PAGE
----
No matter how much progress we humans make in preventing disease and keeping ourselves alive longer, nature seems always to be inventing new threats. Ebola has quieted down--for now--but the Zika virus is alive and spreading, as U.S. officials warned us yesterday, hoping to put pressure on Congress to appropriate more money to stop the spread of the disease.
"Everything we look at with this virus seems to be a bit scarier than we initially thought," said Dr. Anne Schuchat, a deputy director at the U.S. Centers for Disease Control and Prevention.
Schuchat said Aedes aegypti, the mosquito species that primarily transmits the virus, is present in about 30 states, rather than 12 as previously thought. In the U.S. territory Puerto Rico, there may be hundreds of thousands of Zika infections and perhaps hundreds of affected babies, she added.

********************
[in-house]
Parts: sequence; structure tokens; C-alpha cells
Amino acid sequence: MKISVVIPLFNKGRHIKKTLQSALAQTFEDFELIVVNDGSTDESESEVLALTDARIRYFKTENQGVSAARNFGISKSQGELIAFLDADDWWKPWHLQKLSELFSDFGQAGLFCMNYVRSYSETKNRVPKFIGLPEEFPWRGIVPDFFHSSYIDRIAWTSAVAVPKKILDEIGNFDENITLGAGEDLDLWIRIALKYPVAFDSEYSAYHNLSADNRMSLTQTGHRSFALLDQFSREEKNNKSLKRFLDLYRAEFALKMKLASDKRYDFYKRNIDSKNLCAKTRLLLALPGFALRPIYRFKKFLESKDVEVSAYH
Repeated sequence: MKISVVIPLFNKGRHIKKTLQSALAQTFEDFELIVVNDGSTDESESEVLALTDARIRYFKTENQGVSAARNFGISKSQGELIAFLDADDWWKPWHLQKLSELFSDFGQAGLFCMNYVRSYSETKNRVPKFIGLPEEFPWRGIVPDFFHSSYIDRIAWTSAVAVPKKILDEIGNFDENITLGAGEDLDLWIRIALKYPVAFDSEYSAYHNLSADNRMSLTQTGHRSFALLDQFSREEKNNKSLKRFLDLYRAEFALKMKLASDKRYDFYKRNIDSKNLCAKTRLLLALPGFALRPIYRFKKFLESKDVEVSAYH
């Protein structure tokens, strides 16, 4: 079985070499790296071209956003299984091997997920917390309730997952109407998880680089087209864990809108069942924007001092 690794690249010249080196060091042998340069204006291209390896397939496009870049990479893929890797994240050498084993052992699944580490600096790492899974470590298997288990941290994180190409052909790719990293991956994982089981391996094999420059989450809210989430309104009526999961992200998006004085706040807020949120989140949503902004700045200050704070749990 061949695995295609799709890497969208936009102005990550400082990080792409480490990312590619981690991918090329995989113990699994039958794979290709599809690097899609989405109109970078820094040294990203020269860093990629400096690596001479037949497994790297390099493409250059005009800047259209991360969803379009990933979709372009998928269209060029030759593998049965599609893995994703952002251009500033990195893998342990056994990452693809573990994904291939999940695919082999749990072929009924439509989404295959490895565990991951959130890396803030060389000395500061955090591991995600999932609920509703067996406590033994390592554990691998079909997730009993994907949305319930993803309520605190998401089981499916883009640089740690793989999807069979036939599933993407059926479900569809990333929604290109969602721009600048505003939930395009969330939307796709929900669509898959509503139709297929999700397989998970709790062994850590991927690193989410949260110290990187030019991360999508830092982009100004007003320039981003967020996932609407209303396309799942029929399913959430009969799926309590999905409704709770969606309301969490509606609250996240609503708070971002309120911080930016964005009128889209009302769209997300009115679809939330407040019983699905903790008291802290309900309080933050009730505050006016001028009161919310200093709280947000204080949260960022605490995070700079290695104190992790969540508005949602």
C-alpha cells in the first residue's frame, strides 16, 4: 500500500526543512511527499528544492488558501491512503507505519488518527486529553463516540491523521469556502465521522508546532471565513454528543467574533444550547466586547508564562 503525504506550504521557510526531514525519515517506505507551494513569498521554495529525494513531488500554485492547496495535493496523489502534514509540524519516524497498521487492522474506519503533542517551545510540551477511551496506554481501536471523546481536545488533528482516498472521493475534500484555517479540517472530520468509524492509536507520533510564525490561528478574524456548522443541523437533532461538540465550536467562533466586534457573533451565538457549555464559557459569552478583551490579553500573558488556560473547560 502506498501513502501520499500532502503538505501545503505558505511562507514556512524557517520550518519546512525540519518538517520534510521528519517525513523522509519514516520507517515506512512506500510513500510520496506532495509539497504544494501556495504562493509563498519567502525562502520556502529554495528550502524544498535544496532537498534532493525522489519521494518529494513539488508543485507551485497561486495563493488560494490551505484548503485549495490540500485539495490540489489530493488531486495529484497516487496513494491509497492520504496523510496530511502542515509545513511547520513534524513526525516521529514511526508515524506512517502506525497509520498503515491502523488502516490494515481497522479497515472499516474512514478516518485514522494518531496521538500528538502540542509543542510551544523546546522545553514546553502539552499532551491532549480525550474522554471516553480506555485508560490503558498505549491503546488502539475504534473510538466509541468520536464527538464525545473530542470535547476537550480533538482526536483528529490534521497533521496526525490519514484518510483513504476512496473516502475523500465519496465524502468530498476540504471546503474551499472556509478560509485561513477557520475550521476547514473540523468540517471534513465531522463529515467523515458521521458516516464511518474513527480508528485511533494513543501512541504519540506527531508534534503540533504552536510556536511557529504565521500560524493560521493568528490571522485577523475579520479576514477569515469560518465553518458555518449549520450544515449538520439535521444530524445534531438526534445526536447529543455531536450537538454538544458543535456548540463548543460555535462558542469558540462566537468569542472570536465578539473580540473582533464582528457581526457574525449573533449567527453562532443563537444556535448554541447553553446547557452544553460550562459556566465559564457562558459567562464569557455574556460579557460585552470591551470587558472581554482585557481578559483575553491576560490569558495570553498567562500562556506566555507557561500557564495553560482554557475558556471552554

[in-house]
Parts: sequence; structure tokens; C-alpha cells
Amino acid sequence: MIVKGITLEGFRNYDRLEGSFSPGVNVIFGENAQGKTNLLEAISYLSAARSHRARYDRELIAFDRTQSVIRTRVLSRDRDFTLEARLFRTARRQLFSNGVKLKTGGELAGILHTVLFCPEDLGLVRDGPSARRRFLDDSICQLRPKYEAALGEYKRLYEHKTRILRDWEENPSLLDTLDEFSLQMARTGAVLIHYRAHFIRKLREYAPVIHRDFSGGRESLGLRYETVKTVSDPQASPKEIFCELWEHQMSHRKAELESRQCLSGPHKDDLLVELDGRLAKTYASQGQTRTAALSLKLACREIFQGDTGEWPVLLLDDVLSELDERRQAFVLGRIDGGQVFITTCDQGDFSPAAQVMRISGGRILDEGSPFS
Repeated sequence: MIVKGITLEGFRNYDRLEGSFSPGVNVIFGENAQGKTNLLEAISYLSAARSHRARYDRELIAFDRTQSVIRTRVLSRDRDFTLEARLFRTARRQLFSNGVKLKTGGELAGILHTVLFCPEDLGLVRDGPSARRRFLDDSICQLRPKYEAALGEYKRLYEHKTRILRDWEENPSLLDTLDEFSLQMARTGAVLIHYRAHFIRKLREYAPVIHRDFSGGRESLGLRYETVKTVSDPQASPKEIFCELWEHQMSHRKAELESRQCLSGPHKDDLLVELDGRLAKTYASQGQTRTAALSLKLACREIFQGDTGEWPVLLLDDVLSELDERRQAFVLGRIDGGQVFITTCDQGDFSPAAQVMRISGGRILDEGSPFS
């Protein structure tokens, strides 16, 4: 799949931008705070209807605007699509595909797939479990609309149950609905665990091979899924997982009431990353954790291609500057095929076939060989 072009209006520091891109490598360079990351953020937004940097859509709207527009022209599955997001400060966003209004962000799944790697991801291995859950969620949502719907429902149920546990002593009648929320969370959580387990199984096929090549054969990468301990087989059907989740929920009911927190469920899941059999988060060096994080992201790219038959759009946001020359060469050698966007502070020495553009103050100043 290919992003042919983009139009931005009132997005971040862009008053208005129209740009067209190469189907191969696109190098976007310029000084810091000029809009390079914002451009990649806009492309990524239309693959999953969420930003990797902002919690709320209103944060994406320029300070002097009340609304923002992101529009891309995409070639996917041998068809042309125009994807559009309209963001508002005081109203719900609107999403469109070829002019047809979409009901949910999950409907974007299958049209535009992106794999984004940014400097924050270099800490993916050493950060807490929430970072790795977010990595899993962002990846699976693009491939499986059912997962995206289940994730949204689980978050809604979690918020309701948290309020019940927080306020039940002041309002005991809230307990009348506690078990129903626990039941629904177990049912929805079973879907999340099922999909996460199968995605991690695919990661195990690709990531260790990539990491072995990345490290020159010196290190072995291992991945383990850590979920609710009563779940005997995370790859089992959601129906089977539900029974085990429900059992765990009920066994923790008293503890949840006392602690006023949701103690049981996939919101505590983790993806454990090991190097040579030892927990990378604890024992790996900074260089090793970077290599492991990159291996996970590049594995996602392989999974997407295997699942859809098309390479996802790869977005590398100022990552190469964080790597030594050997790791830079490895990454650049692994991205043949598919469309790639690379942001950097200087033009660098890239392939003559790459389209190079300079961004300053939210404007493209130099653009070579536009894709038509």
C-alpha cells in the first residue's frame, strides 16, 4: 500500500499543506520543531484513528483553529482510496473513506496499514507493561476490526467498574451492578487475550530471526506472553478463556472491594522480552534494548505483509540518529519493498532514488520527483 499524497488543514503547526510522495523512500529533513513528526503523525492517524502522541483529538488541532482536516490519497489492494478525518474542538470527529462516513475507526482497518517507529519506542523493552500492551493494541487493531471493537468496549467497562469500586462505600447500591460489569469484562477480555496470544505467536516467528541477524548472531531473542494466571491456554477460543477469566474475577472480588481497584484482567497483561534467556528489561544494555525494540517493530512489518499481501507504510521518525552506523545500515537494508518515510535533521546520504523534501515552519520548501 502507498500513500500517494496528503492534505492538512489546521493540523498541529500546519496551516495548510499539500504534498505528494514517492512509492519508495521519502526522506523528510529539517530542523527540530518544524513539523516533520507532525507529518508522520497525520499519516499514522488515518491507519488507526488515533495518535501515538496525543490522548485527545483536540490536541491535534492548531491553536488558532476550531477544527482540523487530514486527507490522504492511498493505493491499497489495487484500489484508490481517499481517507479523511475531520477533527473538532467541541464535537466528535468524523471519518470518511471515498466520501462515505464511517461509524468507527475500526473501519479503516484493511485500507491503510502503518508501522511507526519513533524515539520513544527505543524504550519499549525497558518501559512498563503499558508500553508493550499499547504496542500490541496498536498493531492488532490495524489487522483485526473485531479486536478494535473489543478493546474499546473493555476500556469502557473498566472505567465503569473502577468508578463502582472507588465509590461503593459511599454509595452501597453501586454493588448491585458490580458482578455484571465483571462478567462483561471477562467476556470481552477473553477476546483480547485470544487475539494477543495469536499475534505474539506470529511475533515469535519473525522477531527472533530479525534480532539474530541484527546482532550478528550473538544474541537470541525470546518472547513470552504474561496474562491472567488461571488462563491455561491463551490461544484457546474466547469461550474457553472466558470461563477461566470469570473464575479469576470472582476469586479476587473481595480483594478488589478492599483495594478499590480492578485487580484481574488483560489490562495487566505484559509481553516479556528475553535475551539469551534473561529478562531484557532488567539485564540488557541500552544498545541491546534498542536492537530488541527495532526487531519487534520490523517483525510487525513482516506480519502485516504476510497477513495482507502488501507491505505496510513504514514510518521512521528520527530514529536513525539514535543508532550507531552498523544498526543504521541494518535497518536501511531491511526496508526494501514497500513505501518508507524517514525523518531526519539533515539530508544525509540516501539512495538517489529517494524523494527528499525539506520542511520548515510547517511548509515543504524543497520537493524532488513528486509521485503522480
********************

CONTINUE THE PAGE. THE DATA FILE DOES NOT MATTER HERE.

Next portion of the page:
The World Health Organization has said there is a strong scientific consensus that Zika can cause microcephaly, a condition in which babies are born with small heads that can result in developmental problems, as well as Guillain-Barre syndrome, a rare neurological disorder that can result in paralysis, though proof may take months or years.It is very unfortunate that Congress has somehow decided that partisan politics are more important than public health.
Brazil said last week it has confirmed more than 1,046 cases of microcephaly, and considers most to be related to Zika infections in the mothers.